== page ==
> I entirely agree that some of the Puritan heritage (but not all) did a
                      >real number on this subject...

                      FOUL BALL! One of my major points in my prior post was the utter lack of
                      any explicit reference to *eros* in the NT. YOU CANNOT BLAME THAT ON THE
                      PURITANS! After all, *eros* was not exactly a rare word in Greek literature.

                      >and that on top of all the Roman
                      >Catholic Augustinian high idealization of virginity and on to celibacy
                      >the whole of the tradition in this regard got put into a very
                      >un-Hebraic way of thinking.

                      All quite irrelevant, IMHO. It is precisely because of the earthiness of
                      the Hebraic tradition that I find the lack of attention to eros by the
                      Greek authors of the NT baffling.

                      You quoted a passage from Paul that said, in essence, if you must screw
                      around, by all means get married, and husbands, don't neglect the conjugal
                      rights of your wives (or words to that effect; I don't have your previous
                      message in front of me.) Why doesn't Paul use the word eros in this context?

                      So neither of you has really succeeded in satisfying my curiosity about why
                      the NT is so eros-averse. I continue to suspect that there was a
                      fundamental problem with eros at the heart of the Christian tradition that
                      was not resolved, and consequently was systematically expunged from the
                      traditions that survived. And with it, some essential info about Jesus'
                      relationship with Mary Magdalene was lost. Some time in the first century,
                      it seems that it was decided that eros represented a Pandora's Box on which
                      the lid was best left tightly closed.

                      Bob

                      [Non-text portions of this message have been removed]
                    • Bob MacDonald
                      Bob S wrote: NT is so eros-averse I thought you had written that it was silent on the subject Averse is not silent As to eros itself - what about the images of
                      Message 10 of 18 , Mar 14, 2006
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                        Bob S wrote: NT is so eros-averse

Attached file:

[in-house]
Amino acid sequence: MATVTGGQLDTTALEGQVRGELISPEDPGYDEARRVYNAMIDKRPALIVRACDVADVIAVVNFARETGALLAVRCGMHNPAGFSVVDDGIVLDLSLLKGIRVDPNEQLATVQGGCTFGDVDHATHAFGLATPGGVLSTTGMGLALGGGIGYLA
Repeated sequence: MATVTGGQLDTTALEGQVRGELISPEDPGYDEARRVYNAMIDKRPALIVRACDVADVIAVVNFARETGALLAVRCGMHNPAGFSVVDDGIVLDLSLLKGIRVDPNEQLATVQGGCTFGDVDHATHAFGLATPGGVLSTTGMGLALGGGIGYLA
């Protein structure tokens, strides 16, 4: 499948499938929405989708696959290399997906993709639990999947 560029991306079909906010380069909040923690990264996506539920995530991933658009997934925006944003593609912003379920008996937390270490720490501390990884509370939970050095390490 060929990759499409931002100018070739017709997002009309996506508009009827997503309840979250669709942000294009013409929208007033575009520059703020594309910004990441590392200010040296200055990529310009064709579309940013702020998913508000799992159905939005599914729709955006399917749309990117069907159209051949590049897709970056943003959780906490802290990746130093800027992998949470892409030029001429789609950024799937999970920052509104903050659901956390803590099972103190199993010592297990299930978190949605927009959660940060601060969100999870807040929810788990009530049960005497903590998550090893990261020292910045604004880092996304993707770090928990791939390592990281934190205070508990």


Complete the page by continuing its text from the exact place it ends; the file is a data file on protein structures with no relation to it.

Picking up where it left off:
I thought you had written that it was silent on the subject

                        Averse is not silent

                        As to eros itself - what about the images of intimacy in Revelation (hidden
                        manna, white stone, unknown name) or what about the bridegroom imagery in
                        the NT?

                        Looking at 1 Corinthians 3 and 6 and the body as temple of the Spirit - is
                        not erotic satisfaction the reason a man becomes one flesh with a
                        prostitute? Why does Paul say that such fornication is a sin against one's
                        own body? Eros is perhaps hidden but not absent in the NT.

                        Bob

                        Bob MacDonald
                        Victoria BC
                        http://gx.ca
                        http://bmd.gx.ca
                      • Bob Schacht
                        ... You make a good point. I should have been more precise. Silent, certainly. Averse? How about taboo? I m searching here. For example, in recent times the
                        Message 11 of 18 , Mar 14, 2006
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                          At 03:52 PM 3/14/2006, Bob MacDonald wrote:
                          >Bob S wrote: NT is so eros-averse
                          >
                          >I thought you had written that it was silent on the subject
                          >
                          >Averse is not silent

                          You make a good point. I should have been more precise. "Silent," certainly.
                          Averse? How about taboo? I'm searching here. For example, in recent times
                          the four letter word for copulation beginning with "f" is taboo in polite
                          society, but that doesn't mean people are against it. They just don't want
                          to talk about it openly, and when they do, they use various
                          circumlocutions, like I just did. If a word is not used when it is
                          appropriate from a narrow lexical point of view, it seems worthwhile to ask
                          what is behind the avoidance that is preventing its use?


                          >As to eros itself - what about the images of intimacy in Revelation (hidden